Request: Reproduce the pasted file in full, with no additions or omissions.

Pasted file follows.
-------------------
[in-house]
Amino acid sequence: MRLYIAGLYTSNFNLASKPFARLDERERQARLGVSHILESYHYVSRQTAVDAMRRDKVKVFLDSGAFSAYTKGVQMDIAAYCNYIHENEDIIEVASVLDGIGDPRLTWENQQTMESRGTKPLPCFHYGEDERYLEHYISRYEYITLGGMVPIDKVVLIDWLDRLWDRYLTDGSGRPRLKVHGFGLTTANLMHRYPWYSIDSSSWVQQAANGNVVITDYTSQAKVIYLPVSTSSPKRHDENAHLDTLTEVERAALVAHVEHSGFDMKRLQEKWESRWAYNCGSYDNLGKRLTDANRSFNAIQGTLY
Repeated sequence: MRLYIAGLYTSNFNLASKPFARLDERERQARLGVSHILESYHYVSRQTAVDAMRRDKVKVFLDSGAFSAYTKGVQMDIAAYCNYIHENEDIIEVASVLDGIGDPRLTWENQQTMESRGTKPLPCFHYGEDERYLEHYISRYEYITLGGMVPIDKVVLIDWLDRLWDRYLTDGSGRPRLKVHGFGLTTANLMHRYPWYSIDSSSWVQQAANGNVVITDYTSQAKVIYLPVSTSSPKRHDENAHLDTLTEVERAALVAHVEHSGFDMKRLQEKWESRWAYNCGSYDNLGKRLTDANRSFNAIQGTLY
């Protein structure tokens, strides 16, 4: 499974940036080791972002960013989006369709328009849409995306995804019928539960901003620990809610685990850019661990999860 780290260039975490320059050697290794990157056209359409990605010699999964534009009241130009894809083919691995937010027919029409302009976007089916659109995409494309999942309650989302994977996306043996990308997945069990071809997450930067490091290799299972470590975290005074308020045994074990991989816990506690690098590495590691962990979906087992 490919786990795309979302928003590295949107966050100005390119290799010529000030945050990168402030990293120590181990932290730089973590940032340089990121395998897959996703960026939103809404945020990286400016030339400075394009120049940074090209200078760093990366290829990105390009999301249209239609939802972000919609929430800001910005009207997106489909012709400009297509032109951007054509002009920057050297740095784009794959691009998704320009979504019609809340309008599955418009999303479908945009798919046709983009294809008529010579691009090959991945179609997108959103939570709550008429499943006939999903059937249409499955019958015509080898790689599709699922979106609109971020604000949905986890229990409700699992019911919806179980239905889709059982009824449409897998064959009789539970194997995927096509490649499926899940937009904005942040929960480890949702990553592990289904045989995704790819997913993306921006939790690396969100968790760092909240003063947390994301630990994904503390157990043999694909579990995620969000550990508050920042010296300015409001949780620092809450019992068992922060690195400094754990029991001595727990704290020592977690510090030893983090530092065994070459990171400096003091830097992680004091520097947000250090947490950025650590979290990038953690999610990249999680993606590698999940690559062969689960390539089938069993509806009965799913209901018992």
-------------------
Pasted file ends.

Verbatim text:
[in-house]
Amino acid sequence: MRLYIAGLYTSNFNLASKPFARLDERERQARLGVSHILESYHYVSRQTAVDAMRRDKVKVFLDSGAFSAYTKGVQMDIAAYCNYIHENEDIIEVASVLDGIGDPRLTWENQQTMESRGTKPLPCFHYGEDERYLEHYISRYEYITLGGMVPIDKVVLIDWLDRLWDRYLTDGSGRPRLKVHGFGLTTANLMHRYPWYSIDSSSWVQQAANGNVVITDYTSQAKVIYLPVSTSSPKRHDENAHLDTLTEVERAALVAHVEHSGFDMKRLQEKWESRWAYNCGSYDNLGKRLTDANRSFNAIQGTLY
Repeated sequence: MRLYIAGLYTSNFNLASKPFARLDERERQARLGVSHILESYHYVSRQTAVDAMRRDKVKVFLDSGAFSAYTKGVQMDIAAYCNYIHENEDIIEVASVLDGIGDPRLTWENQQTMESRGTKPLPCFHYGEDERYLEHYISRYEYITLGGMVPIDKVVLIDWLDRLWDRYLTDGSGRPRLKVHGFGLTTANLMHRYPWYSIDSSSWVQQAANGNVVITDYTSQAKVIYLPVSTSSPKRHDENAHLDTLTEVERAALVAHVEHSGFDMKRLQEKWESRWAYNCGSYDNLGKRLTDANRSFNAIQGTLY
């Protein structure tokens, strides 16, 4: 499974940036080791972002960013989006369709328009849409995306995804019928539960901003620990809610685990850019661990999860 780290260039975490320059050697290794990157056209359409990605010699999964534009009241130009894809083919691995937010027919029409302009976007089916659109995409494309999942309650989302994977996306043996990308997945069990071809997450930067490091290799299972470590975290005074308020045994074990991989816990506690690098590495590691962990979906087992 490919786990795309979302928003590295949107966050100005390119290799010529000030945050990168402030990293120590181990932290730089973590940032340089990121395998897959996703960026939103809404945020990286400016030339400075394009120049940074090209200078760093990366290829990105390009999301249209239609939802972000919609929430800001910005009207997106489909012709400009297509032109951007054509002009920057050297740095784009794959691009998704320009979504019609809340309008599955418009999303479908945009798919046709983009294809008529010579691009090959991945179609997108959103939570709550008429499943006939999903059937249409499955019958015509080898790689599709699922979106609109971020604000949905986890229990409700699992019911919806179980239905889709059982009824449409897998064959009789539970194997995927096509490649499926899940937009904005942040929960480890949702990553592990289904045989995704790819997913993306921006939790690396969100968790760092909240003063947390994301630990994904503390157990043999694909579990995620969000550990508050920042010296300015409001949780620092809450019992068992922060690195400094754990029991001595727990704290020592977690510090030893983090530092065994070459990171400096003091830097992680004091520097947000250090947490950025650590979290990038953690999610990249999680993606590698999940690559062969689960390539089938069993509806009965799913209901018992």